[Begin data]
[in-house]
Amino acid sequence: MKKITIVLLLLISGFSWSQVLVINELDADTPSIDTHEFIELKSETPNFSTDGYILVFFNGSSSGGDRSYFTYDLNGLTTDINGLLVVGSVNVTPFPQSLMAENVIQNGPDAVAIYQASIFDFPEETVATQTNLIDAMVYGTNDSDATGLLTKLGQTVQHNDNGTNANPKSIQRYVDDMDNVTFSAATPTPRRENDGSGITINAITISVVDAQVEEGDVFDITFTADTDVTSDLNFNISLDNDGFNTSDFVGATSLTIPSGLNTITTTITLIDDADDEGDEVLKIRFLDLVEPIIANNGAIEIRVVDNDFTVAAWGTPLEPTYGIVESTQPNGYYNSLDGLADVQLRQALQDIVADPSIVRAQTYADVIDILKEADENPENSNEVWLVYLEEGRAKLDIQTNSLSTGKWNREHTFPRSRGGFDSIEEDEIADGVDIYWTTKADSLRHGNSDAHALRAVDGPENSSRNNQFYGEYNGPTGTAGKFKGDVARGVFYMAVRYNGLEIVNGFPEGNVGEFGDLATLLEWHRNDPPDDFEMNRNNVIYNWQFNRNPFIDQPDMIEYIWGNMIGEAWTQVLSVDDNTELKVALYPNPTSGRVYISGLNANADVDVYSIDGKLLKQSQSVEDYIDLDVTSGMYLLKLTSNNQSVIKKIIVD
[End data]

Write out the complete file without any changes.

[in-house]
Amino acid sequence: MKKITIVLLLLISGFSWSQVLVINELDADTPSIDTHEFIELKSETPNFSTDGYILVFFNGSSSGGDRSYFTYDLNGLTTDINGLLVVGSVNVTPFPQSLMAENVIQNGPDAVAIYQASIFDFPEETVATQTNLIDAMVYGTNDSDATGLLTKLGQTVQHNDNGTNANPKSIQRYVDDMDNVTFSAATPTPRRENDGSGITINAITISVVDAQVEEGDVFDITFTADTDVTSDLNFNISLDNDGFNTSDFVGATSLTIPSGLNTITTTITLIDDADDEGDEVLKIRFLDLVEPIIANNGAIEIRVVDNDFTVAAWGTPLEPTYGIVESTQPNGYYNSLDGLADVQLRQALQDIVADPSIVRAQTYADVIDILKEADENPENSNEVWLVYLEEGRAKLDIQTNSLSTGKWNREHTFPRSRGGFDSIEEDEIADGVDIYWTTKADSLRHGNSDAHALRAVDGPENSSRNNQFYGEYNGPTGTAGKFKGDVARGVFYMAVRYNGLEIVNGFPEGNVGEFGDLATLLEWHRNDPPDDFEMNRNNVIYNWQFNRNPFIDQPDMIEYIWGNMIGEAWTQVLSVDDNTELKVALYPNPTSGRVYISGLNANADVDVYSIDGKLLKQSQSVEDYIDLDVTSGMYLLKLTSNNQSVIKKIIVD